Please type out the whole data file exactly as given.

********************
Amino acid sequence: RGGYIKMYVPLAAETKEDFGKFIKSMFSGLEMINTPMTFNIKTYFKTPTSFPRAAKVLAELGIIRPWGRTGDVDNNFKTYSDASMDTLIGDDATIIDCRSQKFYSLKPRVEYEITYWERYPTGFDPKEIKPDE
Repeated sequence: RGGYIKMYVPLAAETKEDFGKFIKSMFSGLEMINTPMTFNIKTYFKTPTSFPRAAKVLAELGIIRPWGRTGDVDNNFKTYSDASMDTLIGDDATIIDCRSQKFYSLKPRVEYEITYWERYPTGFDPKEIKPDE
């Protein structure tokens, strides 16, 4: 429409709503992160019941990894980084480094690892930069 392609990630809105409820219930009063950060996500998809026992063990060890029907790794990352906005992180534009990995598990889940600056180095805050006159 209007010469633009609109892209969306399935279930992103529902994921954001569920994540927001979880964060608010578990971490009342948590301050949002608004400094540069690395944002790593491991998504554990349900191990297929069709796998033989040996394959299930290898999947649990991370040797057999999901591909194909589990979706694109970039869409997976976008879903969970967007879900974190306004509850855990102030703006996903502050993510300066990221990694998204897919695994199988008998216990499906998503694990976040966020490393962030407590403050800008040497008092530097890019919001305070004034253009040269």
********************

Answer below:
Amino acid sequence: RGGYIKMYVPLAAETKEDFGKFIKSMFSGLEMINTPMTFNIKTYFKTPTSFPRAAKVLAELGIIRPWGRTGDVDNNFKTYSDASMDTLIGDDATIIDCRSQKFYSLKPRVEYEITYWERYPTGFDPKEIKPDE
Repeated sequence: RGGYIKMYVPLAAETKEDFGKFIKSMFSGLEMINTPMTFNIKTYFKTPTSFPRAAKVLAELGIIRPWGRTGDVDNNFKTYSDASMDTLIGDDATIIDCRSQKFYSLKPRVEYEITYWERYPTGFDPKEIKPDE
């Protein structure tokens, strides 16, 4: 429409709503992160019941990894980084480094690892930069 392609990630809105409820219930009063950060996500998809026992063990060890029907790794990352906005992180534009990995598990889940600056180095805050006159 209007010469633009609109892209969306399935279930992103529902994921954001569920994540927001979880964060608010578990971490009342948590301050949002608004400094540069690395944002790593491991998504554990349900191990297929069709796998033989040996394959299930290898999947649990991370040797057999999901591909194909589990979706694109970039869409997976976008879903969970967007879900974190306004509850855990102030703006996903502050993510300066990221990694998204897919695994199988008998216990499906998503694990976040966020490393962030407590403050800008040497008092530097890019919001305070004034253009040269």